If you can't be inside the Olympic Games, then follow Seattle Times producers, reporters, videographers and Olympic fans as we take you to the streets of Vancouver, B.C., to show you what's happening on the ground and give you a taste of the scene swirling around the 2010 winter games.
A Canadian Olympic fashion trend everyone's in on
Posted by Tiffany Campbell
If you don't know what I'm talking about, you've clearly not seen a moment of the Olympic news coverage. In Vancouver, the mittens are everywhere. They're on fans:
On B.C. Premier Gordon Campbell as he ziplines across Robson Square:
On the statue of Harry Winston Jerome in Vancouver's Stanley Park:
And even on Stephen Colbert:
(Photos by Getty Images).
But, bad news, Olympic fans. If you don't already have a pair, you've probably missed your chance. As of Monday, the downtown Vancouver "Olympic Superstore" was out of all but children's smalls, and store director Dana Hall estimated that even those would be gone by today.
Hall said that that more than 3 million have been sold now and that's all there are. Hall commented on why the mittens were so popular as a souvenir: "It's a practical item at 10 dollars; everyone can afford it ... they are lightweight, packable, they don't break ... It was just the perfect item."
At the Olympic Superstore downtown, the line to enter is almost always stretching along the block. The waits vary from 20 minutes to more than an hour. Hall guesses that roughly 20 thousand people are moving through daily (they don't have official traffic counters in the store). Employees with bullhorns walk up and down the line advising customers of what they don't have in stock, namely the mittens and the other very popular item, the Canada hoodie for $50.00.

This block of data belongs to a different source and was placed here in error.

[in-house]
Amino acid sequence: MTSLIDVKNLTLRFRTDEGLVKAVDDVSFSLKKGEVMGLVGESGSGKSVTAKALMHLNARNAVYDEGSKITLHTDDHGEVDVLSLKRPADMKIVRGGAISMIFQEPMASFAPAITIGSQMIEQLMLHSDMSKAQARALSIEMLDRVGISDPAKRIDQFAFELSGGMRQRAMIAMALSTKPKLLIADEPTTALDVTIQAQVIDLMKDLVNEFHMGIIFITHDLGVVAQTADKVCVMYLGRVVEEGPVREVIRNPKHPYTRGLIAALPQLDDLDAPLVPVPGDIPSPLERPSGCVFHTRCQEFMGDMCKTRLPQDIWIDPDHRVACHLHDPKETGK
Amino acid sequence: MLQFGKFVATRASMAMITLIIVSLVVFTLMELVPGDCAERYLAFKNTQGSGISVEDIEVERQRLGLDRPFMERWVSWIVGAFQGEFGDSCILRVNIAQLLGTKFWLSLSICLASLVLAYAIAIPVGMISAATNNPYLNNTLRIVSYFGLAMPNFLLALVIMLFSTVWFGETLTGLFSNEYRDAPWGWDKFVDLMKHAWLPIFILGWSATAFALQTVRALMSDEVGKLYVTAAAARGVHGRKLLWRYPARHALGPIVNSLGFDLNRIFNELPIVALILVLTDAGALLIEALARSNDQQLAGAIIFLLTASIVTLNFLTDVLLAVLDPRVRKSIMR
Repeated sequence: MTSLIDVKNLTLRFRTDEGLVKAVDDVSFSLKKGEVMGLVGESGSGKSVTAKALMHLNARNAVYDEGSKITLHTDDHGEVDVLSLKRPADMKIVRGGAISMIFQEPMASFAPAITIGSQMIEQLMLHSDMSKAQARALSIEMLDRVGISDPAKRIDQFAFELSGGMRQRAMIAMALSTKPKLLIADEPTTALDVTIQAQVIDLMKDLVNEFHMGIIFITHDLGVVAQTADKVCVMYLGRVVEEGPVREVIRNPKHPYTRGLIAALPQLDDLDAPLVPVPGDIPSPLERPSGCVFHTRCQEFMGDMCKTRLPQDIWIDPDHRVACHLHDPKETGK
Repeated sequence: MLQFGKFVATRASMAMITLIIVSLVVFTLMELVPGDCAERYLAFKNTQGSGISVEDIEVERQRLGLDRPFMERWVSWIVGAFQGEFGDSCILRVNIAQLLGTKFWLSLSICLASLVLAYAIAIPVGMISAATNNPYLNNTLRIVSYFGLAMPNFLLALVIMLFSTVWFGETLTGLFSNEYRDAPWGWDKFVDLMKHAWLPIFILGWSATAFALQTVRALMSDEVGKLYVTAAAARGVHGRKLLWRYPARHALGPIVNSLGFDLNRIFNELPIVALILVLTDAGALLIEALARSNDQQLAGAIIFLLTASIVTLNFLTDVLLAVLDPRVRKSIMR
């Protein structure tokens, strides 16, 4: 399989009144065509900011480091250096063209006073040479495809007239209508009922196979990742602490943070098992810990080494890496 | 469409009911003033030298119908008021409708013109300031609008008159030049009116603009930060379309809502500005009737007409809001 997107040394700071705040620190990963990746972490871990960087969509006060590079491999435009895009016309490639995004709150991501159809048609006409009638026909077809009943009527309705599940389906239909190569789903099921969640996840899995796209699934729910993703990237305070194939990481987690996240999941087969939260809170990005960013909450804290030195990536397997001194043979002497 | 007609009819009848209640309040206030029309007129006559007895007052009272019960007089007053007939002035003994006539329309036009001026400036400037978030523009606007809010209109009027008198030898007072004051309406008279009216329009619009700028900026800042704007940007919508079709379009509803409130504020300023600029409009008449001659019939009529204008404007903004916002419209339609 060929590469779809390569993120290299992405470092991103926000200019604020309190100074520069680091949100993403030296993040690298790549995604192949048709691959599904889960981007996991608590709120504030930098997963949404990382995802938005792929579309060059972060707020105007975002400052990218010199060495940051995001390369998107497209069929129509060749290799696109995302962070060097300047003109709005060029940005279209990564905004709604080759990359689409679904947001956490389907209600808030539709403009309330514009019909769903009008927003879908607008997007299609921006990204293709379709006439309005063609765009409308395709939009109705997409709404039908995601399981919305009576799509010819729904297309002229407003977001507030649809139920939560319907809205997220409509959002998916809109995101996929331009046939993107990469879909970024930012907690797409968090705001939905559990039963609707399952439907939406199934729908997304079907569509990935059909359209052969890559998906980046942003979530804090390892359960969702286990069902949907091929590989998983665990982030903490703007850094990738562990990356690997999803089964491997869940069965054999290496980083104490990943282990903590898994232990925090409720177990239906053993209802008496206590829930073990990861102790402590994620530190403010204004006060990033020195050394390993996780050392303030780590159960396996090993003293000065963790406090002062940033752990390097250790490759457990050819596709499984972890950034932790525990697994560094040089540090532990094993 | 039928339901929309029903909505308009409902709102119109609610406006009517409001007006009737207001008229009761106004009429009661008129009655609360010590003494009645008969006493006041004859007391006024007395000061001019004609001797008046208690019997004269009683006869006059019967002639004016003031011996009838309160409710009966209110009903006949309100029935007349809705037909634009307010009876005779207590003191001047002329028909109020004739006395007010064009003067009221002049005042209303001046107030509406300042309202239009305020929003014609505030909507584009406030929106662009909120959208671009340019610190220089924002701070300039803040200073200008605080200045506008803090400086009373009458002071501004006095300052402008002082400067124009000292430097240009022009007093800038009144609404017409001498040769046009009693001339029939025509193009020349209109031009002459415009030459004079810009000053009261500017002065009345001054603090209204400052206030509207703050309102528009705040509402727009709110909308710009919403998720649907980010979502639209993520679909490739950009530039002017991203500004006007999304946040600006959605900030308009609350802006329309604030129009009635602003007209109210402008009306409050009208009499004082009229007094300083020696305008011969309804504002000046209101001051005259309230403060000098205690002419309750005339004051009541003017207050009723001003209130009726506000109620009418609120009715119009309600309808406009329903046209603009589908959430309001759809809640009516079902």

To keep up with demand, the store has been adjusting hours, even keeping the store open for 24 straight hours last Saturday. But they've canceled plans for that on the closing weekend. Hall says they are constantly evaluating the hours and will start opening earlier Wednesday. Inside, the store is crowded with people rifling through bins of plush stuffed mascots, yanking clothes over their heads to try them on in the aisle and there is an air of just-barely-controled pandemonium.
"It seems like every Canadian wants to be wearing this right now," Hall said. "Canadians are not really out there with the Canadian flags on a regular basis. We're a pretty quiet people, but ... people are loving wearing this stuff right now."
All designs of the Canada Olympic Gear are by Hudson Bay Company's fashion director Suzanne Timmins.
The only thing that seems to be more popular than the mittens is Quatchi, and when you put them together, it's like some sort of consumer nuclear explosion.
Quatchi, an official Olympic mascot, is also everywhere at the store. Big ones for $350.00:
Other items of note:
-Hudson's "international pavilion" is the first of its kind. A special area on the 5th floor (and generally out of the frenzy downstairs) was set up for other countries to sell the clothing their own Olympic athletes are wearing. 12 countries are represented, including Russia, Finland, New Zealand and the Ukraine.
Other popular items:
At Hudson's Bay, they stock items in a range of prices, including the cheapest at .59 cents, a postcard. Most expensive item: A canoe for $7500.00
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